Monday, June 24, 2024

SwiftData vs. Realm Performance Comparison

Jacob Bartlett:

The Realm DB engine was written from the ground-up in C++ to minimise this overhead. […] Therefore, it’s not unreasonable to describe SwiftData as a wrapper over a wrapper over a wrapper.


These show that the SwiftData objects took around 10x longer to instantiate.


Realm topped out at writing 2,000,000 simple User objects before hitting an out-of-memory exception and crashing. SwiftData was only able to manage a paltry 1,000,000 objects. Realm was about 3-6x faster beyond write volumes exceededing 1,000 objects.


For our dead-simple User objects (a few fields and no relationships), we queried for all users with the first name “Jane”. Realm was much faster, its zero-copy architecture shining when reading data directly into memory. For simple SwiftData objects, read performance started off okay and degraded sharply with over 100k objects in the database.

With our more complex Student model, we searched for all Physics students who got the top grade. We observed the opposite effect: SwiftData was usually more than 10x faster than Realm.

Interestingly, SwiftData sometimes has the edge with smaller datasets, both in terms of RAM use and speed.


Update (2024-06-26): Wade Tregaskis:

I think we (Shark engineers) tried to be open-minded and kind. We were sceptical, but you never know until you actually look. We could see some potential for a more general query capability, for example. But of course the first and most obvious hurdle was: how well does Core Data handle sizeable numbers of records? Oh yes, was the response, it’s great even with tens of thousands of records.


We asked how it did with tens of millions of records, and that was pretty much the end of the conversation.


I guess by modern standards SQLite is considered efficient and fast, but – hah – back in my day SQLite was what you used when you didn’t have time to write your own, efficient and fast persistent data management system.

Helge Heß:

The Realm vs SwiftData thing encouraged me to try the same project w/ Lighter. It isn’t exactly the same as Lighter is no ORM, but it will give some hints on what a little lower level can yield. For now, the 10k plain items test:

💽 User instantiation: 0.0676
💽 Create users: 1.9151

💽 User instantiation: 0.0229
💽 Create users: 0.1220

💽 User instantiation: 0.0049
💽 Create users: 0.0820


Something disappointing in SwiftData is that it doesn’t make use of the static nature of the macro(s). The macro can’t see the full schema like Lighter does, but it could still statically generate a ton, e.g. a static snapshot struct for the backing data. Or predefined indices for quickly binding the snapshot to the SQLite API (or really any).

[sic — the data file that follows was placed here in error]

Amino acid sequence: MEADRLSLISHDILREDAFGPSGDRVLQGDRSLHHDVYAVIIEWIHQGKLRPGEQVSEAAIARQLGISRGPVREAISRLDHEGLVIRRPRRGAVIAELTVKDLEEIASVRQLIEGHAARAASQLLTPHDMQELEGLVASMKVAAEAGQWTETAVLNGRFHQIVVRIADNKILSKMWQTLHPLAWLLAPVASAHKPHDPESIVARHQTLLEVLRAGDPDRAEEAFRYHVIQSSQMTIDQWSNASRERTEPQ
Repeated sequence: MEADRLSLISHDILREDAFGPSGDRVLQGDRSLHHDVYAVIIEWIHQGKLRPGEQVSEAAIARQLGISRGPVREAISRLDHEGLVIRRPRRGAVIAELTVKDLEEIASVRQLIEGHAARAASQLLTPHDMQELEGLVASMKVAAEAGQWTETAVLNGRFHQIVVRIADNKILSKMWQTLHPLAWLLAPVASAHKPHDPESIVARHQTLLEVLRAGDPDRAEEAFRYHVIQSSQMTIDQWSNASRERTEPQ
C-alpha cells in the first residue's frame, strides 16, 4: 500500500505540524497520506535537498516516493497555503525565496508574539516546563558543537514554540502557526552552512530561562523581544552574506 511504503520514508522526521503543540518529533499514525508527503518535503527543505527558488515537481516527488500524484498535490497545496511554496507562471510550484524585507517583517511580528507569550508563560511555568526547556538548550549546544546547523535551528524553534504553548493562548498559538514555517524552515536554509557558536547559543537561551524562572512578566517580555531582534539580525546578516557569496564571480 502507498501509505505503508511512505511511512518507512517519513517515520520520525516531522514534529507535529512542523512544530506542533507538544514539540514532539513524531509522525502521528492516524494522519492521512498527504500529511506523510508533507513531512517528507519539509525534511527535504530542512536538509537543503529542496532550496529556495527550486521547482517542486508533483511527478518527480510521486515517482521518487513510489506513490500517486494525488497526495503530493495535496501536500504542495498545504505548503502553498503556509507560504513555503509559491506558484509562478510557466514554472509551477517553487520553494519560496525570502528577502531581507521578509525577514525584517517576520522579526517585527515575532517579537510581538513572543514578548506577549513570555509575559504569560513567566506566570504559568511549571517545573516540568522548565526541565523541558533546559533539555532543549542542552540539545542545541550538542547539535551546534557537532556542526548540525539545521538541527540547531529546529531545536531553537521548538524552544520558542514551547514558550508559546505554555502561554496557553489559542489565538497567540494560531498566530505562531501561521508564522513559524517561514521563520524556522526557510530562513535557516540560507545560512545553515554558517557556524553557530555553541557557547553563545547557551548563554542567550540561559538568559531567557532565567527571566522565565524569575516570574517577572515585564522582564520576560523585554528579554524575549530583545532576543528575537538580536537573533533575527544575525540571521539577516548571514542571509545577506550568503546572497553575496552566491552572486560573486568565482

Instead we get custom backends.

Helge Heß:

So I’ve essentially ported the whole perf test over to Lighter, which was interesting because it also demonstrates some key differences in the approaches. E.g. to update the math grades of the bad students, the sample essentially loads all students and their grades into memory, then updates the grades one-by-one and saves them back to the store.

In plain SQL that would be just a single line UPDATE statement, no loading at all.

The SwiftData implementation in the test also seems to be not quite optimal. E.g. to update the items, already fetched items get inserted into a new ModelContext and then saved (a lot of new MCs are created, which seems completely counter the idea, though sometimes necessary to keep SwiftData RAM at bounds). Presumably just saving the context used to fetch the items would be quite a bit more efficient.

Update (2024-07-01): Aleksandar Vacić (Mastodon):

Thus by using somewhat reasonable but still sizable chunks (100k records) of the original data set and employing Core Data best practices, we lowered peak memory usage 10× and shortened total time spent about 2.5× which is no small feat.

4 Comments RSS · Twitter · Mastodon

One problem that CoreData and SwiftData solve that should not be underestimated is its integration in the UI. The ease of use that NSFetchedResultsController brings to using tables and other features just safes so much time...

@Karsten I guess, nowadays, with UITableViewDiffableDataSource, the advantage is less needed, at least for inexperienced developers. I don’t think anyone with an explicit performance requirement would use a diffable data source, especially with thousands of items updating, but for smaller projects, it does solve these issues.

>I don’t think anyone with an explicit performance requirement would use a diffable data source, especially with thousands of items updating, but for smaller projects, it does solve these issues.

Yea. Diffable datasources make it difficult to swap in placeholder rows for offscreen items. Even if you can unload a bunch of offscreen items until the user scrolls them on screen... if you use a diffable datasource you still have to allocate a unique object for each row.

I applaud Realm work, but I had to stop using it for my iOS app, Weathergraph, after I realized Realm alone (with extremely simple data model) takes 15 MB of RAM out of 30 MB widget limit, causing the widget extension to be kild on OOM.

If your app plans to use widgets, it is worth forming a plan on how to display the data without needing Realm.

In my case, I migrated to a simple Protobuf store, and some logic to save data when changed, and load it when the widgetkit extension needs to update the widget.

Leave a Comment